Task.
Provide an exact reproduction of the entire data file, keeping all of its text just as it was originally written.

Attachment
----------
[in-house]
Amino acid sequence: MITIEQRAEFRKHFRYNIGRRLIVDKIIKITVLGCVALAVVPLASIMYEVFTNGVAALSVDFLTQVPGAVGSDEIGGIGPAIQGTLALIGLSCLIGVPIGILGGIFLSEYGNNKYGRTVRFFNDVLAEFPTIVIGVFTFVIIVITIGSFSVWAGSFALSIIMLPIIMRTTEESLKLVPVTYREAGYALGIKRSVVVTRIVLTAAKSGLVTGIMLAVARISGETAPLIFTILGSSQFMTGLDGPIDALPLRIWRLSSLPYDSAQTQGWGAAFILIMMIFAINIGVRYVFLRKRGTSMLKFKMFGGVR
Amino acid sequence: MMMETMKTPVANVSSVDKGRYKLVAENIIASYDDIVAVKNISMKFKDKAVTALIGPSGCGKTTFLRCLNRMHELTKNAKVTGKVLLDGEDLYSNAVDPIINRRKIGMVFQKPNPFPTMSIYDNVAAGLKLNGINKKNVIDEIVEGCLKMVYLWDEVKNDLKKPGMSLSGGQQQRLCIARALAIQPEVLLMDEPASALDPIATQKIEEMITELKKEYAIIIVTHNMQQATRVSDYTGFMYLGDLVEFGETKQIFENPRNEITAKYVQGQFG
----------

[in-house]
Amino acid sequence: MITIEQRAEFRKHFRYNIGRRLIVDKIIKITVLGCVALAVVPLASIMYEVFTNGVAALSVDFLTQVPGAVGSDEIGGIGPAIQGTLALIGLSCLIGVPIGILGGIFLSEYGNNKYGRTVRFFNDVLAEFPTIVIGVFTFVIIVITIGSFSVWAGSFALSIIMLPIIMRTTEESLKLVPVTYREAGYALGIKRSVVVTRIVLTAAKSGLVTGIMLAVARISGETAPLIFTILGSSQFMTGLDGPIDALPLRIWRLSSLPYDSAQTQGWGAAFILIMMIFAINIGVRYVFLRKRGTSMLKFKMFGGVR
Amino acid sequence: MMMETMKTPVANVSSVDKGRYKLVAENIIASYDDIVAVKNISMKFKDKAVTALIGPSGCGKTTFLRCLNRMHELTKNAKVTGKVLLDGEDLYSNAVDPIINRRKIGMVFQKPNPFPTMSIYDNVAAGLKLNGINKKNVIDEIVEGCLKMVYLWDEVKNDLKKPGMSLSGGQQQRLCIARALAIQPEVLLMDEPASALDPIATQKIEEMITELKKEYAIIIVTHNMQQATRVSDYTGFMYLGDLVEFGETKQIFENPRNEITAKYVQGQFG